5. Future research
Future dietary pattern-focused research should further distinguish between different types of grains by going beyond just “whole” and “refined,” potentially creating an additional classification that separates refined grains (i.e., breads and cereals from cakes, cookies, and pies) when assessing nutrient intake, diet quality, and health-related outcomes between “staple” and “indulgent” choices.
Taking a broad look at the science, the panel concluded that Americans should be careful not to take current “make-half-your-grains-whole” guidance from the U.S. Dietary Guidelines Advisory Committee to mean that their six daily servings of grain foods should not include refined or enriched grain foods. Rather, Americans should seek half of their daily grain servings from whole grains while not neglecting the other half: three refined grain servings.
“The key takeaway of this review is that Americans need to know the many benefits of including both whole grain and refined grain foods in their diets, while also understanding what types of grain foods—what I like to call ‘indulgent grain foods’—to limit,” said Glenn Gaesser, PhD. and a coauthor of the study. “Make-half-your-grains-whole dietary guidance has been based on decades of studies that focus on dietary patterns, rather than specific food groups, but the rare research that does consider different types of refined grains, shows that they are far from being the ‘bad guy.’”
“Make-half-your-grains-whole messaging dominates, and is indeed essential, but it’s worrisome that enriched grain messaging seems to have been lost,” echoes Sylvia Klinger, a registered dietitian nutritionist and member of the Scientific Advisory Board of the Grain Foods Foundation. “Refined grain foods that have been fortified to help to alleviate shortfalls of nutrients including B-vitamins, thiamin, niacin, riboflavin, iron, and folic acid, which has played a huge role in preventing neural tube birth defects. With this in mind, clearer guidance is needed to help Americans include refined grains as part of the recommended six daily servings for the most comprehensive nutritional benefit grains can offer.”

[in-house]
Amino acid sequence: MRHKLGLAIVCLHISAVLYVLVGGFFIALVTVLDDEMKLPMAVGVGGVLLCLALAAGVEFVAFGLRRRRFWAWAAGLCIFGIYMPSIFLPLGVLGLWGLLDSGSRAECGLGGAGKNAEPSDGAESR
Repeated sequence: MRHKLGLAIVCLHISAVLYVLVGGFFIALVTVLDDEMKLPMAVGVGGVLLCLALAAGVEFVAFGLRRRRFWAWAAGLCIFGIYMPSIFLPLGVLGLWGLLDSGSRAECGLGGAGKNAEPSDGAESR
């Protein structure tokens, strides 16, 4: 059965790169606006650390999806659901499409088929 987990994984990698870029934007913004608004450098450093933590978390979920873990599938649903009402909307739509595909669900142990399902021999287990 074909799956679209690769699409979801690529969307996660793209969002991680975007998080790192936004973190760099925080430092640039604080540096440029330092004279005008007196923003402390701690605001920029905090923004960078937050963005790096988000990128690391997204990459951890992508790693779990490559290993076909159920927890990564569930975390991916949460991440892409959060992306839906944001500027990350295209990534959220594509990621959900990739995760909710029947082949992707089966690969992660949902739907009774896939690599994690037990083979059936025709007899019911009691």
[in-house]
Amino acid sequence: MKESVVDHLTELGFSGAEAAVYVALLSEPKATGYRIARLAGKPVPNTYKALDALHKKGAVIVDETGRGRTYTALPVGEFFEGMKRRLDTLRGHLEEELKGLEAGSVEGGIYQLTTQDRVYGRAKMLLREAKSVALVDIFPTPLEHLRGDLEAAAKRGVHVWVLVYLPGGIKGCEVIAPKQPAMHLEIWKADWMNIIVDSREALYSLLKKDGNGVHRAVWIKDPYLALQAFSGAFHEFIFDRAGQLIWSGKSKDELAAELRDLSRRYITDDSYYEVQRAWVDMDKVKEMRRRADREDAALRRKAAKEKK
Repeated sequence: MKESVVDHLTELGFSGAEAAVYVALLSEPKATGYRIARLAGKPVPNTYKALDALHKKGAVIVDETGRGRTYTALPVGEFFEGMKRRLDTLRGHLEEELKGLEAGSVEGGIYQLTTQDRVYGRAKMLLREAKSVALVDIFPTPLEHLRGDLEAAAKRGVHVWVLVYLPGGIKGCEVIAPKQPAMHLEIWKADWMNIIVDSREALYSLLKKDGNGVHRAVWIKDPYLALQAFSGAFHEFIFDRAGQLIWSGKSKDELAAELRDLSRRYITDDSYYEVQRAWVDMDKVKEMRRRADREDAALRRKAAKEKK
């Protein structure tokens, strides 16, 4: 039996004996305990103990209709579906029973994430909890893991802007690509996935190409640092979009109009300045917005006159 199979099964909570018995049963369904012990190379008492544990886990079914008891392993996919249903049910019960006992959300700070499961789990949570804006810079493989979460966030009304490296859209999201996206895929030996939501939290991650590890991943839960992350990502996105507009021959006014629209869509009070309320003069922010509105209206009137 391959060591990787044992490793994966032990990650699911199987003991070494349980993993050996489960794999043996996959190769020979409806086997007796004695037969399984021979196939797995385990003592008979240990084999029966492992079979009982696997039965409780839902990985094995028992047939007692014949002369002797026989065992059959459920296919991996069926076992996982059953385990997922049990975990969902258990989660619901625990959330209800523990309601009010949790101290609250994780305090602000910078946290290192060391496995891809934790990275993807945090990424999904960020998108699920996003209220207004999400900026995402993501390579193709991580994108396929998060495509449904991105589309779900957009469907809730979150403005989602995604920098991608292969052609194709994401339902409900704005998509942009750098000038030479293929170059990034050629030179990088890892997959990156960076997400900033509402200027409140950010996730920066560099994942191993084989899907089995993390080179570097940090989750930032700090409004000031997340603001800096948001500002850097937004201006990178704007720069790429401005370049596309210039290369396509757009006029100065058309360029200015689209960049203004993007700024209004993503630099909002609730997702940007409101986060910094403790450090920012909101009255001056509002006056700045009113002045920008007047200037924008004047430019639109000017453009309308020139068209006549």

In summary, enriched staple grains are key contributors to nutrition quality in the American diet. Rather than exclude or reduce all “refined grains,” we should be providing clear education for the “other half” of the grain recommendation in the diets for Americans by including the role of staple enriched grain foods.
Preparation of the manuscript of the study was supported in part by a grant from the Grain Foods Foundation.
The Grain Foods Foundation provided funding support for this research. For more information about the research findings, and to learn more about grain foods’ role in a healthful diet, please visit GrainFacts.com.